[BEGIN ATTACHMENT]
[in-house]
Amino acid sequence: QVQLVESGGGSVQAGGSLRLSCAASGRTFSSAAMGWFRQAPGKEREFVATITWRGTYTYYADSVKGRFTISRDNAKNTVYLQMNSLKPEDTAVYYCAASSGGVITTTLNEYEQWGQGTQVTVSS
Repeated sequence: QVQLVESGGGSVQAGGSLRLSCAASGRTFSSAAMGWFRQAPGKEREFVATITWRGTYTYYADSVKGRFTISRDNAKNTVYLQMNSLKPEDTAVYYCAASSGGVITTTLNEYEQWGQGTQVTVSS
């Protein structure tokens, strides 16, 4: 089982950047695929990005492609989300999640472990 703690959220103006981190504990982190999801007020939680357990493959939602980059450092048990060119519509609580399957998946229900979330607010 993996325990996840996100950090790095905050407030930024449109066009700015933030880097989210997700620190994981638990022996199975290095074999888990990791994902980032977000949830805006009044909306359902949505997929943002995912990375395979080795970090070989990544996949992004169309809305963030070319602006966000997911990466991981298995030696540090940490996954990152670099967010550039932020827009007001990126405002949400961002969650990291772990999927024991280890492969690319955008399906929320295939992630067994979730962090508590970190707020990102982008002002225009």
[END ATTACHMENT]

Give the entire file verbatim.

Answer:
[in-house]
Amino acid sequence: QVQLVESGGGSVQAGGSLRLSCAASGRTFSSAAMGWFRQAPGKEREFVATITWRGTYTYYADSVKGRFTISRDNAKNTVYLQMNSLKPEDTAVYYCAASSGGVITTTLNEYEQWGQGTQVTVSS
Repeated sequence: QVQLVESGGGSVQAGGSLRLSCAASGRTFSSAAMGWFRQAPGKEREFVATITWRGTYTYYADSVKGRFTISRDNAKNTVYLQMNSLKPEDTAVYYCAASSGGVITTTLNEYEQWGQGTQVTVSS
């Protein structure tokens, strides 16, 4: 089982950047695929990005492609989300999640472990 703690959220103006981190504990982190999801007020939680357990493959939602980059450092048990060119519509609580399957998946229900979330607010 993996325990996840996100950090790095905050407030930024449109066009700015933030880097989210997700620190994981638990022996199975290095074999888990990791994902980032977000949830805006009044909306359902949505997929943002995912990375395979080795970090070989990544996949992004169309809305963030070319602006966000997911990466991981298995030696540090940490996954990152670099967010550039932020827009007001990126405002949400961002969650990291772990999927024991280890492969690319955008399906929320295939992630067994979730962090508590970190707020990102982008002002225009």